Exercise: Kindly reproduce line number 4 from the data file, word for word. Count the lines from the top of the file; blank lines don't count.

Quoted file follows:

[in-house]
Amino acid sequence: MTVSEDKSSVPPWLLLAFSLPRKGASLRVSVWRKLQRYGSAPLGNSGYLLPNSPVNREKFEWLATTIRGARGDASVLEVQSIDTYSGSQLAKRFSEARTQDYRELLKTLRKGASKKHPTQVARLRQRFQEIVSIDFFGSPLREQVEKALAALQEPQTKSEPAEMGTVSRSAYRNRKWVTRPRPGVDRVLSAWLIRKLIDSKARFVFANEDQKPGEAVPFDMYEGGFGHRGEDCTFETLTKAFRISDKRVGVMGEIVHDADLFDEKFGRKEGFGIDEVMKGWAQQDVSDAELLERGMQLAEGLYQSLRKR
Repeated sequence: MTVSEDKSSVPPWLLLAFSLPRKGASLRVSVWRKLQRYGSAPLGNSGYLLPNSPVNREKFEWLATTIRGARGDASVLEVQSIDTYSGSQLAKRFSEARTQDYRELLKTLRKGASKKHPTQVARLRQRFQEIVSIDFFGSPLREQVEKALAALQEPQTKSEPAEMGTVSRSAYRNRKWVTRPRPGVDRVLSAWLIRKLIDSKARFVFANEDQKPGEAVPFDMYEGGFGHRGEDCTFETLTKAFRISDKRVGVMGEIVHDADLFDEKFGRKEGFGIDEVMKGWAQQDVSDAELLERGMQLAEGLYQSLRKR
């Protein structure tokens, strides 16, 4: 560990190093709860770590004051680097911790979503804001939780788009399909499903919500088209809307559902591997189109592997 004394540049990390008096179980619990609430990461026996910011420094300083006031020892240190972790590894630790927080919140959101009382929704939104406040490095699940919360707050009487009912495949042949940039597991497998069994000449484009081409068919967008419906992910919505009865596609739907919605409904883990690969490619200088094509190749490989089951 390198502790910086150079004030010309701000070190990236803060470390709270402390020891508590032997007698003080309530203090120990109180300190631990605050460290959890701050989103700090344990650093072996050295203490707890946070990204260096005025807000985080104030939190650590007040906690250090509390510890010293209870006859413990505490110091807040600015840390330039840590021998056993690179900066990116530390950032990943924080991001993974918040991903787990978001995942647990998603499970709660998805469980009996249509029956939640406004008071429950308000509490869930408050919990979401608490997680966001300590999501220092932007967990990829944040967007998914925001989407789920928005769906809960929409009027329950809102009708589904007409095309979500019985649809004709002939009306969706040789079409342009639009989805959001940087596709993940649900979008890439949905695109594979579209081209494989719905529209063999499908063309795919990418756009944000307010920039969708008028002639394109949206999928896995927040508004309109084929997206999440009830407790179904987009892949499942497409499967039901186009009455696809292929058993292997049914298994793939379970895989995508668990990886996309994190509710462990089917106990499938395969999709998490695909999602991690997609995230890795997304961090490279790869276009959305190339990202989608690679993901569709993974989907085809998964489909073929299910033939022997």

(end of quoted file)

């Protein structure tokens, strides 16, 4: 560990190093709860770590004051680097911790979503804001939780788009399909499903919500088209809307559902591997189109592997 004394540049990390008096179980619990609430990461026996910011420094300083006031020892240190972790590894630790927080919140959101009382929704939104406040490095699940919360707050009487009912495949042949940039597991497998069994000449484009081409068919967008419906992910919505009865596609739907919605409904883990690969490619200088094509190749490989089951 390198502790910086150079004030010309701000070190990236803060470390709270402390020891508590032997007698003080309530203090120990109180300190631990605050460290959890701050989103700090344990650093072996050295203490707890946070990204260096005025807000985080104030939190650590007040906690250090509390510890010293209870006859413990505490110091807040600015840390330039840590021998056993690179900066990116530390950032990943924080991001993974918040991903787990978001995942647990998603499970709660998805469980009996249509029956939640406004008071429950308000509490869930408050919990979401608490997680966001300590999501220092932007967990990829944040967007998914925001989407789920928005769906809960929409009027329950809102009708589904007409095309979500019985649809004709002939009306969706040789079409342009639009989805959001940087596709993940649900979008890439949905695109594979579209081209494989719905529209063999499908063309795919990418756009944000307010920039969708008028002639394109949206999928896995927040508004309109084929997206999440009830407790179904987009892949499942497409499967039901186009009455696809292929058993292997049914298994793939379970895989995508668990990886996309994190509710462990089917106990499938395969999709998490695909999602991690997609995230890795997304961090490279790869276009959305190339990202989608690679993901569709993974989907085809998964489909073929299910033939022997």